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Regional Misunderstandings

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SIL and her DH were staying with us.  He could live on pizza and wanted 'real New York pizza'.  Mr. Thipu also loves pizza so it seemed like a good match. 

However, there was a problem because they had different ideas about what New York pizza is.  To us, it has a thin crust and no more than three toppings.  Any more toppings  will make the pie too moist and ruin the crispness of the crust.  The pizza we enjoy when we visit them is very close to what we get at home. 

To our guest, a New York pizza was a slice with enough stuff piled on it to compromise the structural integrity of the dish.  It would be delicious but hard to find around here. 

We compromised and called in some really tasty ribs.  A good time was had by all.

Have you ever encountered a situation in which a guest's perception of something in your area was at variance with reality?

I am also from NYC and while visiting a friend in Daytona, FL i went to a beach snack stand to get hot dogs.  It wasn't busy and the guy asked where I was from.  I said NYC and we chatted.  When my hotdogs arrived they had cole slaw on them.  I balked and asked for new ones, that I didn't order them with cole slaw on them.  He insisted this is how REAL NEW YORKERS eat their hot dogs.  I assured him he was incorrect and we debated it for a few minutes until he made me 2 new hot dogs, plain.  I put ketchup and (yuck) yellow mustard on them.  I didn't want to risk asking for sauerkraut or onions, who knew where that might lead to.

Most people who live in the south already know there's regional variation in what we call "barbecue," but there are definitely times that visitors come down from the other side of the Mason-Dixon line and say "I had some really great barbecue once, let's do that again!" and don't take into account they visited Texas (or Tennessee or North Carolina) before and Alabama now.  And then they're shocked that barbecue here is completely different than what they expected.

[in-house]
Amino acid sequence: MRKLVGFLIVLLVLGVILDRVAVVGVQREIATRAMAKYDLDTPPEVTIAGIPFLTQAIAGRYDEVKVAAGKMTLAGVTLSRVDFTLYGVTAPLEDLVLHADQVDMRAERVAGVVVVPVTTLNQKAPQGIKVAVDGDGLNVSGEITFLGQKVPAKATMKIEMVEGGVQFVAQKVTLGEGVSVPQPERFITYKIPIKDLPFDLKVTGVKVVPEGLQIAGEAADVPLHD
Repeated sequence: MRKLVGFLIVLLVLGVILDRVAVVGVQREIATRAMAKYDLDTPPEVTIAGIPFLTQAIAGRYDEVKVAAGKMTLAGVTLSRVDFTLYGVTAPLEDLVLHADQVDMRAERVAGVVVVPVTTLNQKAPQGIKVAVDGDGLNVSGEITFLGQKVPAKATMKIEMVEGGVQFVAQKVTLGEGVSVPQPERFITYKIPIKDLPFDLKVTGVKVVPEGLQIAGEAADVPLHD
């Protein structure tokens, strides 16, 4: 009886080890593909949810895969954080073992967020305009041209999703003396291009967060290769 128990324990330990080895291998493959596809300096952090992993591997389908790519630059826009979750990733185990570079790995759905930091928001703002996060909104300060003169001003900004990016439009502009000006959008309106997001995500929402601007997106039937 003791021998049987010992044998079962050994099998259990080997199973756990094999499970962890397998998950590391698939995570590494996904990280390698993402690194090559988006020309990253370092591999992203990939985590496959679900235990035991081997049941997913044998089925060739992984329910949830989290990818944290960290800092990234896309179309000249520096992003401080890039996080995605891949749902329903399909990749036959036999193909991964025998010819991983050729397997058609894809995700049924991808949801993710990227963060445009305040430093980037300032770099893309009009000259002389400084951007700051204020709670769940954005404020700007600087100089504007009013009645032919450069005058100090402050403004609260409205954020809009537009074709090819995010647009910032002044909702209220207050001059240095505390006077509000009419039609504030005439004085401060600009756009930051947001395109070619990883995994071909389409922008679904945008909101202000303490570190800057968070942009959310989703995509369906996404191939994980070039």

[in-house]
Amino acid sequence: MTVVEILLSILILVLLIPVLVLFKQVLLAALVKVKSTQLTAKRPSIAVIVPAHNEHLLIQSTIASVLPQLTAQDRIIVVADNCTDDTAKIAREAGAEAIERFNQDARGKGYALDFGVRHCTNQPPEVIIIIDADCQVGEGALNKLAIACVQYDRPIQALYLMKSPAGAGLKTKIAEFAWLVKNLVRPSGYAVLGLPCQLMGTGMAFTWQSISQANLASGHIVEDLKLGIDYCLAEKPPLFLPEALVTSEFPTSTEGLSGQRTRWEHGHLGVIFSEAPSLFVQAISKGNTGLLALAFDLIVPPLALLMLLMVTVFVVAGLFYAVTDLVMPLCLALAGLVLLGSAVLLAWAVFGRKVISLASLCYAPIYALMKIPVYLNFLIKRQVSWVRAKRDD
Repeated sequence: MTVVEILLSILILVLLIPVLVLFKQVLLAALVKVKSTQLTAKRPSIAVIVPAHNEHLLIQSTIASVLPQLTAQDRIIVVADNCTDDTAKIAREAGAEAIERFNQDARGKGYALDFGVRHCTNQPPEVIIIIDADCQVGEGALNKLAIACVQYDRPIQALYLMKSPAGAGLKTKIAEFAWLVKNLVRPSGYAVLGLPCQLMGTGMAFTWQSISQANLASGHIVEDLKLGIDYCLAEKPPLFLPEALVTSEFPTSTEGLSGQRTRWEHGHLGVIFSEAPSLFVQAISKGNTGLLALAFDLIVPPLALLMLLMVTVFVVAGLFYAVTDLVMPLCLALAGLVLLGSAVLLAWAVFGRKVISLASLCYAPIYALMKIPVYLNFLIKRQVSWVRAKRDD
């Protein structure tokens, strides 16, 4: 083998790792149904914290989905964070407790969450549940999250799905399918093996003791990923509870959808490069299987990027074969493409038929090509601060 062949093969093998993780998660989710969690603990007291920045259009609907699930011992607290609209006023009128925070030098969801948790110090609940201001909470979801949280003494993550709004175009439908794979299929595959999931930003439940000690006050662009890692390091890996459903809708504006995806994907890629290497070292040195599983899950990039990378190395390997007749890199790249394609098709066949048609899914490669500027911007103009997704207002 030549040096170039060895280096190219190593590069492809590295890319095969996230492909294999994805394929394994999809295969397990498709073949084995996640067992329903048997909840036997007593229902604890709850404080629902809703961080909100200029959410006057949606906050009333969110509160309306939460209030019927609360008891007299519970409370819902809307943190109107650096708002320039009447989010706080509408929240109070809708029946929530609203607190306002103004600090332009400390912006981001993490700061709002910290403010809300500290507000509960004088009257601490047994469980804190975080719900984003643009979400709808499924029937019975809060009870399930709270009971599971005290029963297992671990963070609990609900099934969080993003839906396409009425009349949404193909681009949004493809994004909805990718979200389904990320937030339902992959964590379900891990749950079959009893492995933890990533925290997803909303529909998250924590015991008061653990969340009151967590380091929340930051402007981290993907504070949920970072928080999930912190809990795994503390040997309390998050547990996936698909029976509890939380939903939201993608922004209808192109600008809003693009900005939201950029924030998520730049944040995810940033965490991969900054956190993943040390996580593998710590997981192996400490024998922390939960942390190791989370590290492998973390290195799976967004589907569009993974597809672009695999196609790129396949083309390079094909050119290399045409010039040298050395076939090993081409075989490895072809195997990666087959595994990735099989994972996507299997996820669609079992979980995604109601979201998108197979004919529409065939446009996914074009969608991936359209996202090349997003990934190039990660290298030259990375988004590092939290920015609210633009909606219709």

Yes!  With Cuban cuisine.  People expect it to be spicy and I always have to tell them that Cuban food isn't spicy.  Cue shocked looks and questions like but most spanish foods are spicy.  I always have to correct them that Mexican/South American cuisine is a far cry from Cuban cuisine which is island influenced food from Spain. 

It's similar to what Slartibast says about barbeque.  It's influenced by the area and can be completely different.  I actually prefer the vinegar based bbq.  People are often shocked that such a thing exists.

Not food-related, but how could I forget the exchange students in high school?  We did a program with a French school where some of their students came to visit us, then some of us got to visit them.  Word must have gotten around among some of the French boys that "American girls are easy" and "Americans love French accents" - so some of them came expecting free scrabble favors from every female they ran across.

Sorry, guys - usually American girls love French accents from good-looking French men.  Not scrawny barely-pubescent males, especially those who think they're God's gift to women.  Those particular boys ended up getting a talking-to from their teacher halfway through their month here because they were behaving in ways that made the girls here uncomfortable and were bothering their host families (e.g. propositioning girls left and right and actually expecting the answer to be "yes.")

We were lucky - we had a fantastic girl come stay with us.  She's since come back three or four times, I've visited with her, and my parents are actually going to France next summer to see her and meet her parents and her new baby  ;D


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